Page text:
Doug: I love it. I know in my business I train a lot of executives and CEOs of companies and they’re always talking about watching the bottom line, but I love how you say, “Watching the bottom line,” and the numbers as it relates with your client. It’s really not about hitting home runs as much as it is about hitting daily singles and just getting up for bat every day. Have you found over time that by tracking your clients and showing them the progress they’re making — and I’m sure there are dips over in some certain circumstances — but has showing them those numbers allowed them to maintain an exercise or fitness lifestyle better?
I know that commonly you see people complain that they’re not seeing the results, and that’s because I find that they see themselves in the mirror every day and maybe they’re not taking measurements or maybe they had a setback because they went to the football party on Sunday, broke down and had some pizza and beer or whatever it may be. Do you notice when you’re tracking the results and showing those to clients on a regular basis — I’m not sure what intervals you’re using — that the exercise adherence stays and you actually have better retention?
Mike: There’s no question. When it comes to accountability, if you don’t have objective data to look at, it’s hard to hold a client accountable. If you’ve got effective data, you can hold the client accountable and then you can always say, “Look, we’re re-measuring in a few weeks here,” or whenever it’s going to be. Again, with some people and most people, at the beginning and until you get them to where they want to be, you’ve got to just let them know, “We’re going to re-measure.”
It’s like getting on the scale. Research and science proves that if you weigh a client in on the scale once a week and that client knows that you’re going to do it, guess who eats a lot cleaner? The client does because they say, “Shoot, I’ve got to get on the scale so I’m not going to eat that.” That’s a way to kind of hold them accountable.
If you’re not getting them on the scale at least once a week, if not every training session, if they’re looking to lose weight — let’s just say this is someone looking to lose weight which is what most people want to do — you’ve got to hold them accountable. This is the expectation and it’s all good. I’m not going to judge you for what you do wrong but I am definitely going to hold a mirror up to show the reality of the choices that you’re making and if you’re seeing in the mirror a reflection that you don’t like, then that’s cool. Great. Take a good look at that and now let’s start changing your behavior so that you start getting where you want to be.
At first, doing the measuring and tracking is more important. Once you get a client to the Promised Land and they’re happy, satisfied and they’re maintaining, you don’t have to do the measuring as much. There’s no question because they’re fine. You’ll get clients that get to their goal weight and they’re solid for a couple of years. I’ve got a couple of clients that are rock stars in the gym and they’re just super consistent with their diet and they’ve got their family life, their business life and whatnot. I’ll be like, “Oh my god. I haven’t done your body comp, or ran your numbers in over a year,” but I’ve also been training the guy for ten, so he doesn’t need to have that.
If you get someone and train them, you bring them to the Promised Land and they lose a bunch of weight and then you stop training them because they move, they decide to go to a different gym or they’re off on their own and doing their own thing which I think is the goal for every trainer. I think every trainer ought to be pushing the bird out of the nest, “Okay, you’re on your own. Let’s make it happen.”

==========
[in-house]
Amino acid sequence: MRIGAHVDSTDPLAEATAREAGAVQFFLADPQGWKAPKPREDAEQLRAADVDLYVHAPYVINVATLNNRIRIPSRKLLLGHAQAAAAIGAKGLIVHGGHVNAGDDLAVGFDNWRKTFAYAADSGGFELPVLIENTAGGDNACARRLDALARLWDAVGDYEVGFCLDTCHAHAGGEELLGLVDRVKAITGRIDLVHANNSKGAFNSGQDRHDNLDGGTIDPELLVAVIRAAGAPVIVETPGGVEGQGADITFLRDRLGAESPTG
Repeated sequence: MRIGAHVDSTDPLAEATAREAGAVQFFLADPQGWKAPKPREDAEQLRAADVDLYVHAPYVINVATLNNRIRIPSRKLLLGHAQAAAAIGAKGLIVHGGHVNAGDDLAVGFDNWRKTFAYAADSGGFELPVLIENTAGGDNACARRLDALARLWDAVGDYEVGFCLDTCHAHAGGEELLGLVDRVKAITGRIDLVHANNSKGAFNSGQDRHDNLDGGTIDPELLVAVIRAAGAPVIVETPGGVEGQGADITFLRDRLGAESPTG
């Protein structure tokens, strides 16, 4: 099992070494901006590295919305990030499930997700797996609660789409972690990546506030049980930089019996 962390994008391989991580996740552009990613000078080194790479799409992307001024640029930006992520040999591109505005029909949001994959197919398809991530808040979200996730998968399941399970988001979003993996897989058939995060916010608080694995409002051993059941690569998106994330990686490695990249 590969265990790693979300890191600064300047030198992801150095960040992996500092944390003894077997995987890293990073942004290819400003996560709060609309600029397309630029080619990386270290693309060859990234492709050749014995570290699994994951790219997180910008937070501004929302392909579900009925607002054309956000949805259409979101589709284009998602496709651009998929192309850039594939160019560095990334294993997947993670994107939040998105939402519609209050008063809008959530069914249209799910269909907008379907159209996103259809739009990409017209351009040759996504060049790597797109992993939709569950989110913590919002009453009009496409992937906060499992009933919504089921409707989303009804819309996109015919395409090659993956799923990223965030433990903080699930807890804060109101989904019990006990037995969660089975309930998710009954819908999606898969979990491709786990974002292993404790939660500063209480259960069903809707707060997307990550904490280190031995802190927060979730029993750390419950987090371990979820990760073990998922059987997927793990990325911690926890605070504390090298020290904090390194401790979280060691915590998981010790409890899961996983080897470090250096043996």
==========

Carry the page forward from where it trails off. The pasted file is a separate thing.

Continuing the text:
If that client ends up gaining a bunch of weight back six months or a year later, it’s like, “Okay, that’s cool. We’ve got to dial it back in. Come on back. Let’ see where we’re at. Let’s see how far off you are from where you were when you were your worst. Let’s see how far off you are from the last time you were here when you were at your best and then let’s talk about what it’s going to take to get you back there.” That way you’re just managing your clients, no matter what situation arises.
Doug: Absolutely. Mike, I know we have a lot of trainers on here that are experienced. We have strength coaches that listen because I get their emails. We also have some people that are newer to the industry. When you were saying measurements, just to be clear, I know that can be intimidating because not everybody is as experienced with skin folds or what have you. What measurements are you taking or what are the options for taking measurements?
Mike: First off, I’m big into doing the body comp. I’ve been a huge proponent of skin folds and I’ve done tens of thousands of them at this point so I’m very comfortable with it. I do know that a lot of trainers are not that comfortable with it. That’s only because they haven’t done enough of them to be comfortable with it. It can be a little tricky because a thigh measurement can be a little tough to snag sometimes on some people, depending, but you don’t have to do the skin folds. I think that’s the best way to run the numbers but you can do belly button circumferences that will predict what the percent of fat is.
There is bioelectrical impedance which I don’t think is that accurate but according to what I’ve heard, it is about 80% of the time you’re going to be able to reflect what has been actually happening with a client if you do the bioelectrical impedance on them. About 20% of the time you get crazy numbers because they had too much salt, they had their period or who knows what and the numbers are a little whacky. At least you’re looking and you’re trying to grab some objective feedback to go from. That’s just when it comes to doing the body comp.